The film is adapted from the novel “Dan Leno and the Limehouse Golem” (also published as “The Trial of Elizabeth Cree”) by London’s biographer Peter Ackroyd. Like Ackroyd’s book, it is a fictional murder mystery built around the historically factual and unsolved crimes of a Victorian serial killer in the East End of London, who was known as the Limehouse Golem.
Detective Inspector John Kildare (Nighy) is assigned to the case, largely because his superiors don’t like him and they think the case is unsolvable. Kildare though also becomes involved in the situation of music hall star Elizabeth Cree (Cooke), who is about to be hanged for the murder of her husband John Cree (Sam Reid). Kildare suspects Cree is the Golem and if he can prove it, Elizabeth will be saved from the rope.
As Ackroyd does in his novel, screenwriter Jane Goldman and director Juan Carlos Medina elect not to tell their tale in a straightforward, linear way. The story is framed by a melodramatic theatre piece dramatizing Elizabeth’s story, which is led by her good friend and fellow music hall star Dan Leno (Booth). As Kildare questions Elizabeth, the film gradually reveals her disturbing past history, played out in her memories. And when Kildare finds what appears to be the diary of the Limehouse Golem, we see the gruesome murders being played out in his imagination by all the possible suspects one by one.
Inevitably there are echoes of Jack the Ripper in the tale, though the Golem murders of 1880 predate the Ripper by eight years. But the film is also steeped in the literature and particularly the theatre of the time. Rather than a simple murder mystery or a horror film, it is a scintillating exercise in style. The threatening and oppressive streets of London are like a theatrical representation of the world of the by then late Charles Dickens, while much of the story is told in the colourful and raucous music hall setting of the period.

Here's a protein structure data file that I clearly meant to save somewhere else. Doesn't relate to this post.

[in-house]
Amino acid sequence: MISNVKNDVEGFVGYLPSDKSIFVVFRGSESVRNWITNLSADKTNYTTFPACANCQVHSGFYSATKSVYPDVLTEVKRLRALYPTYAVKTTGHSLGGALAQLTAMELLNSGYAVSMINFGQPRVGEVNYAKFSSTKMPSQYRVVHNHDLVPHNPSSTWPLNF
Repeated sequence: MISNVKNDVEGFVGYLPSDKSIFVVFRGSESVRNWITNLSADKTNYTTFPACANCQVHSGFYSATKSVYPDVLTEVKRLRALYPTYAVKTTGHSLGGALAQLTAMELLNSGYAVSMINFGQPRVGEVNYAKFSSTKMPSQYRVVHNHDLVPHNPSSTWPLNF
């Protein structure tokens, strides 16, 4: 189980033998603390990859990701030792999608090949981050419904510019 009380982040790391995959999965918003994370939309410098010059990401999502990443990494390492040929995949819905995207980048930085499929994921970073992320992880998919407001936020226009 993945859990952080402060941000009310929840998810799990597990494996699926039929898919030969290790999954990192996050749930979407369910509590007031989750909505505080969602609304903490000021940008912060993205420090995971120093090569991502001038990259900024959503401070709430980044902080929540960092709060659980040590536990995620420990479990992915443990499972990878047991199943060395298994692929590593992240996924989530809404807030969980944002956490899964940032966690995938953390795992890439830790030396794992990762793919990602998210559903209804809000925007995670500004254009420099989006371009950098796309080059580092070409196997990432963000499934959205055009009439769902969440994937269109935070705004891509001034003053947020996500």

Leno was a big star of his day with his comic monologues and cross dressing – he virtually created the pantomime dame. Although he was by reputation a devoted family man, Booth makes him a deliciously flamboyant and sexually ambiguous figure on stage as well as a touchingly devoted friend to Elizabeth.
Cooke as Elizabeth is on the surface a vulnerable, big eyed heroine, though when we discover the story of her past and see her male impersonations on stage, we realise there is another, tougher side to her, while Reid as her husband is just a very nasty piece of work.
There is though something unsatisfying about the telling of the story, a feeling that we need to explore these characters in greater depth. The sexual ambiguity I mentioned in Booth’s performance is a “something unspoken” undertow to the whole society, hinted at intriguingly throughout but never overtly explored.
Kildare is unpopular with his superiors because they suspect him of being “not the marrying kind” – something with which Nighy’s otherwise likeable and gentlemanly performance does not seem totally at ease. It is there in Elizabeth’s on stage male impersonation, which she carries out onto the streets where it gives her a feeling of power. There’s also something predatory and sinister about the apparently avuncular “Uncle” (Marsan), who runs the music hall and that sexual ambiguity even ultimately extends to Kildare’s loyal sidekick, Constable Flood (Mays).
All very true to Victorian morals of course that such matters should be kept under wraps but as an audience we feel we haven’t got really inside the skin of these characters. Maybe it is, as has been suggested, that we are now used to the more detailed and leisurely telling of complex tales such as this that we are offered in six part television series and that a mere 109 minutes does not allow the space that the story really needs?
However, for its atmosphere, its colourful and exciting music hall setting, Booth and Cooke’s performances in particular and its overall sense of style this film is still well worth a viewing.